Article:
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The Phony Debate about Transgender and Gender-Nonconforming Youth

newspapers sitting on garbage canI’m noticing with increasing alarm and annoyance articles aimed at at the general public that trumpet alarm about the hazards of medical treatment and/or social transitioning for transgender kids under the age of 18. The experts quoted urge caution, and wonder publicly whether these kids might “change their minds” if not “allowed” to ever express themselves in their affirmed gender. There is often a suggestion that the explosion of TGNC (trans and gender-nonconforming) kids in the past 20 years is the result of overly permissive parents and militant transgender activists who want to “recruit” young people.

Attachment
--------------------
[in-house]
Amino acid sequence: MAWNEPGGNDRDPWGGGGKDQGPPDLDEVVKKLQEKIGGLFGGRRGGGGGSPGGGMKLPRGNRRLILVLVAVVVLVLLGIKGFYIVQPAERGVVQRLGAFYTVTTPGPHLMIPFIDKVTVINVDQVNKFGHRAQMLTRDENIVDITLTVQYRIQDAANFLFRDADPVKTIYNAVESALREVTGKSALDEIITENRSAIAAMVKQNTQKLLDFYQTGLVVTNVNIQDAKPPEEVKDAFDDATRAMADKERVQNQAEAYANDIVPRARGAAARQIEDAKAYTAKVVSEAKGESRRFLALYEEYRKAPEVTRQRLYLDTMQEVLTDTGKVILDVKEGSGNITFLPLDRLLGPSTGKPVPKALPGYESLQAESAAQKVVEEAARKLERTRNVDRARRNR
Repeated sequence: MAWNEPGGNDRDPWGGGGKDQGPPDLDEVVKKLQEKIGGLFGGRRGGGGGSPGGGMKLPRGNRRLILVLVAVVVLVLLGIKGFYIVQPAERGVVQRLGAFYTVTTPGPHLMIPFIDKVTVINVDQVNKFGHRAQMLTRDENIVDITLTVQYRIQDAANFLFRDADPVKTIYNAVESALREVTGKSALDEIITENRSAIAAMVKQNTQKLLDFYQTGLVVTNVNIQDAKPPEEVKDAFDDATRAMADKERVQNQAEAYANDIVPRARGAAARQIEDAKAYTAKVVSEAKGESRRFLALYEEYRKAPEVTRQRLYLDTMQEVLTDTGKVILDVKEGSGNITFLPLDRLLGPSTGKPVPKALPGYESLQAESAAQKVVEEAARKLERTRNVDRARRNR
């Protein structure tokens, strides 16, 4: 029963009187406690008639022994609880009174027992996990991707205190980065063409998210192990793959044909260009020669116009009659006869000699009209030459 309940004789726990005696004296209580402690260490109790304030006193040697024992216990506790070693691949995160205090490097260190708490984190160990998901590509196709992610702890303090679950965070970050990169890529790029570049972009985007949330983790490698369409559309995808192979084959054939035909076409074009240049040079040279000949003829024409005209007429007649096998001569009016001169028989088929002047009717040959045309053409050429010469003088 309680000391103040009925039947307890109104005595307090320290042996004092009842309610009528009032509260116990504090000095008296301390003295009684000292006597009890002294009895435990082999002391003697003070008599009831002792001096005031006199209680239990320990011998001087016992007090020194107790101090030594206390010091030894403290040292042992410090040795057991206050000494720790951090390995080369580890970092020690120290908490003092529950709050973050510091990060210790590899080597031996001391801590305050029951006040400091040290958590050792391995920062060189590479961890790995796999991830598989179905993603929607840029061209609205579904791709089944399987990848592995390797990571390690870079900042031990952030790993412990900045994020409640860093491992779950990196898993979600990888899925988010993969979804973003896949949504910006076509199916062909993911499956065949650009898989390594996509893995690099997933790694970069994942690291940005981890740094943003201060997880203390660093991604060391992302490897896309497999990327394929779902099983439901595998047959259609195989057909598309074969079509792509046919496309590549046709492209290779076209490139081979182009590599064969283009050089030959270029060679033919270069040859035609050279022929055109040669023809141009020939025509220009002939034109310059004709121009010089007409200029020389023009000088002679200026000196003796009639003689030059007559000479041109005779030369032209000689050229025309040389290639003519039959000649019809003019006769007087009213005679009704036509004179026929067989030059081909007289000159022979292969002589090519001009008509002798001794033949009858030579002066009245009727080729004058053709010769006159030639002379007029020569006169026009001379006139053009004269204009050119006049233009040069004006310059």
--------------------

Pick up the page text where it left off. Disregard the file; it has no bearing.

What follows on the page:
So I’m feeling a need to address this so-called debate.

The World Professional Association for Transgender Health is the universally recognized authority on transgender care since the 1950s, when it was called the Harry Benjamin International Gender Dysphoria Association. Since WPATH’s beginnings it has developed and promulgated standards of care (SOC) for medical and mental health people involved in transgender health care. In 2012, WPATH published new standards of care that were a radical departure from the past. Among the changes were recommendations that pubertal transgender young people should be allowed some medical treatments, most reversible, and should be allowed to transition. Social transitioning for prepubertal children was not recommended, but acknowledged to be the only viable alternative for some children.